Monday, May 30, 2011

Shooting 'Molly-dooker'!

In the tactical shooting world there are seldom times that a right handed shooter needs to be a 'molly-dooker' (Australian slang) or left handed. So why are more and more shooting instructors, me included, teaching this low percentage skill to our modern war fighters? Surely it makes more sense to train someone to a better standard on their natural side rather than spend time trying to teach them to become a left hander, right!?

Well, it's partly true. It definitely makes a lot of sense to train someone to a higher standard on the natural side before training them to become a steely eyed freedom fighter on their non-master or support side.

So when would I ever need to switch the gun to my non-master side? And even if I did, why would I need to do it so fast?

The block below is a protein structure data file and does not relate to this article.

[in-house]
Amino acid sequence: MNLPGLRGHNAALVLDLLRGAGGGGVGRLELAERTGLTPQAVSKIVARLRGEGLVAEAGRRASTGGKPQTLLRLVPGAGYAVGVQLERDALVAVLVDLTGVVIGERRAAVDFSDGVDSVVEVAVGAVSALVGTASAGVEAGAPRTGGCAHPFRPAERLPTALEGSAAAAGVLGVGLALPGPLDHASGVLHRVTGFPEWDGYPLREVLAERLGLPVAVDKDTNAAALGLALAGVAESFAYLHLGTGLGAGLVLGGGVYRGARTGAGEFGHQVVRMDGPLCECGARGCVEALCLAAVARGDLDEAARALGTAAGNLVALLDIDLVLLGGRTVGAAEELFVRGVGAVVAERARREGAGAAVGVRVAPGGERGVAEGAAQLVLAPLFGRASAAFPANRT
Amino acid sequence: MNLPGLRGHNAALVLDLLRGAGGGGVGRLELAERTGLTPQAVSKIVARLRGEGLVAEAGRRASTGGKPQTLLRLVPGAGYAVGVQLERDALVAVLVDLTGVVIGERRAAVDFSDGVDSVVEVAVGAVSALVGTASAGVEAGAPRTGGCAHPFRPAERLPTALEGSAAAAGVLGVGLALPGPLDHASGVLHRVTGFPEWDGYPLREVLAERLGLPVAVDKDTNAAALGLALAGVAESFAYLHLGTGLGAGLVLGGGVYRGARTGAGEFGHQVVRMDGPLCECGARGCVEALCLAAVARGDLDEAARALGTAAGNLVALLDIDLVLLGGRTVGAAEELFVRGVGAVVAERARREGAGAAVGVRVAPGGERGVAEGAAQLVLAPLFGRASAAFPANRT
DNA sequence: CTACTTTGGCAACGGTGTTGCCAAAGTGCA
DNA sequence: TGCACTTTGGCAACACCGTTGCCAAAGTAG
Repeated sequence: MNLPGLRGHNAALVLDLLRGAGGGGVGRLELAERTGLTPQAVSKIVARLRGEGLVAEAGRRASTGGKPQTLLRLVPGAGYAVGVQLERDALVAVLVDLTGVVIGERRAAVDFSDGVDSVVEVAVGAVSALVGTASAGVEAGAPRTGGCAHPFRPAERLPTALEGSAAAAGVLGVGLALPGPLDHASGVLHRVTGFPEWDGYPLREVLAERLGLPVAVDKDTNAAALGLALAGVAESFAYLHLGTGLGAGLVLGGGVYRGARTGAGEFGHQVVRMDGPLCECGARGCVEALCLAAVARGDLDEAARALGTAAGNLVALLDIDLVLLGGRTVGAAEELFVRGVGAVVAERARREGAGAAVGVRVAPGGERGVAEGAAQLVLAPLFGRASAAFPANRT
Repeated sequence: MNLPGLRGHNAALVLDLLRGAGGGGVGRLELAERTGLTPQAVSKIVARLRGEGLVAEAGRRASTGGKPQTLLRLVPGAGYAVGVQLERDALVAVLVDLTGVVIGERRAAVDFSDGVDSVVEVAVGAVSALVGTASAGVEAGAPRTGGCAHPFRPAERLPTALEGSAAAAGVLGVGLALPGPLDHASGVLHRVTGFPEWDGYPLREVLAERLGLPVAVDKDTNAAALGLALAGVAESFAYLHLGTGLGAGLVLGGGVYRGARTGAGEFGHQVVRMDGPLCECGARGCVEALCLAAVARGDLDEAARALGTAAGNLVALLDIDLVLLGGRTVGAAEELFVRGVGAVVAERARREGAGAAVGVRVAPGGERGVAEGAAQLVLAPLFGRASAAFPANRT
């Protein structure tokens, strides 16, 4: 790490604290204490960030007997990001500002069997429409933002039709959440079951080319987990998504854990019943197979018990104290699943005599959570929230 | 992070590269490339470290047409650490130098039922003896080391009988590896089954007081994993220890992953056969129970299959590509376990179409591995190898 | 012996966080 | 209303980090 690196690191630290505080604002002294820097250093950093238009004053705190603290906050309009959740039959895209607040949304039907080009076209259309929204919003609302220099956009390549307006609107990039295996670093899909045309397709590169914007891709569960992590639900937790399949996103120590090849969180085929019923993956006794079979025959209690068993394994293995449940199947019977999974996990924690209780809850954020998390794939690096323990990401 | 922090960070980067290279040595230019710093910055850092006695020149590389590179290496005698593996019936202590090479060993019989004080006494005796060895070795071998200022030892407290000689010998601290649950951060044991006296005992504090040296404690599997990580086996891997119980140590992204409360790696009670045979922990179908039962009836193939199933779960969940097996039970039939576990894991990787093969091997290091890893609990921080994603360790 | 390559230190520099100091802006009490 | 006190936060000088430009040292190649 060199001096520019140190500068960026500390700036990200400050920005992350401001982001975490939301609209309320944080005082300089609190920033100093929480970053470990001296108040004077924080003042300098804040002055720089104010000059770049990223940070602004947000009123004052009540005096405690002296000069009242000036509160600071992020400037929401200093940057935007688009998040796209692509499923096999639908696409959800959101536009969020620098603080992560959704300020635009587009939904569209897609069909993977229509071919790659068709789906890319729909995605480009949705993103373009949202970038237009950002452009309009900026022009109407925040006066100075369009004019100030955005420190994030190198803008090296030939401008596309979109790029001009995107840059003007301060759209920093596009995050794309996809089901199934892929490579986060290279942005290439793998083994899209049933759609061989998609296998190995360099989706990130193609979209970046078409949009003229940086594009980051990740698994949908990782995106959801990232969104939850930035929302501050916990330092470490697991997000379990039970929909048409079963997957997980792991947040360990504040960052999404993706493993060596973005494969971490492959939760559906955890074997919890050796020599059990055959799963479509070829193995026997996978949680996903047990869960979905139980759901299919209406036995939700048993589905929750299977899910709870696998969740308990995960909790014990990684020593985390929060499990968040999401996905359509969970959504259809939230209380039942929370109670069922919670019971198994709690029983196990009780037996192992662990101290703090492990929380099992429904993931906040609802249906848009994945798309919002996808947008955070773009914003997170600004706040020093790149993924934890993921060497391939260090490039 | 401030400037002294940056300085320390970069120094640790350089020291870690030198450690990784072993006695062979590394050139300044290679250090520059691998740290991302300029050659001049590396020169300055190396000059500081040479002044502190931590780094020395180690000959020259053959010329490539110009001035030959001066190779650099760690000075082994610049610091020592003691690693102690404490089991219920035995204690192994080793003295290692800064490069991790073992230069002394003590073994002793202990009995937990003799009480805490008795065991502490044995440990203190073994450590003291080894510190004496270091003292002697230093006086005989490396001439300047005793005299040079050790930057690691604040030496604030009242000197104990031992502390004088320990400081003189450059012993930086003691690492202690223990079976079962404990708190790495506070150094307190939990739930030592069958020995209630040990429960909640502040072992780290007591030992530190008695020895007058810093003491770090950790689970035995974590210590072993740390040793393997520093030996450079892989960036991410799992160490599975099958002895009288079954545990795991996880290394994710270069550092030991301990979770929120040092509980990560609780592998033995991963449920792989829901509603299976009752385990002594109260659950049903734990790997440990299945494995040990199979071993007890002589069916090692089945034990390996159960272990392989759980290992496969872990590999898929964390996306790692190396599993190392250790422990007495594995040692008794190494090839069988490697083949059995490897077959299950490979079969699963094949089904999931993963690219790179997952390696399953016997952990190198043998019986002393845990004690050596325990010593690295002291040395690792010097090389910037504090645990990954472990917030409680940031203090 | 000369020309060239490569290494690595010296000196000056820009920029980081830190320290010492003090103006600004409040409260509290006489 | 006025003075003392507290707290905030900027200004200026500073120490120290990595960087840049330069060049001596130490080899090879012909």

These are the typical questions that I get asked when training students on this advanced technique. The answer though really lies with the task that needs to be performed by the individual or the unit. For example, an assault team that is dynamically entering a structure using the principle of speed to their advantage in order to maximize surprise, left handed techniques will seldom if ever apply. This is due to the short duration of the mission and use of overwhelming force ratios. This type of approach is frequently used also during hostage rescue or recovery type operations.

But, with the emergence of new enemy tactics, techniques and procedures (TTPs) designed to combat our modern warfare doctrine, we the good guys need to adapt and develop new TTPs or Standard Operating Procedures (SOPs) to counter our enemies. This struggle or tug-of-war as it were, has been going on for centuries.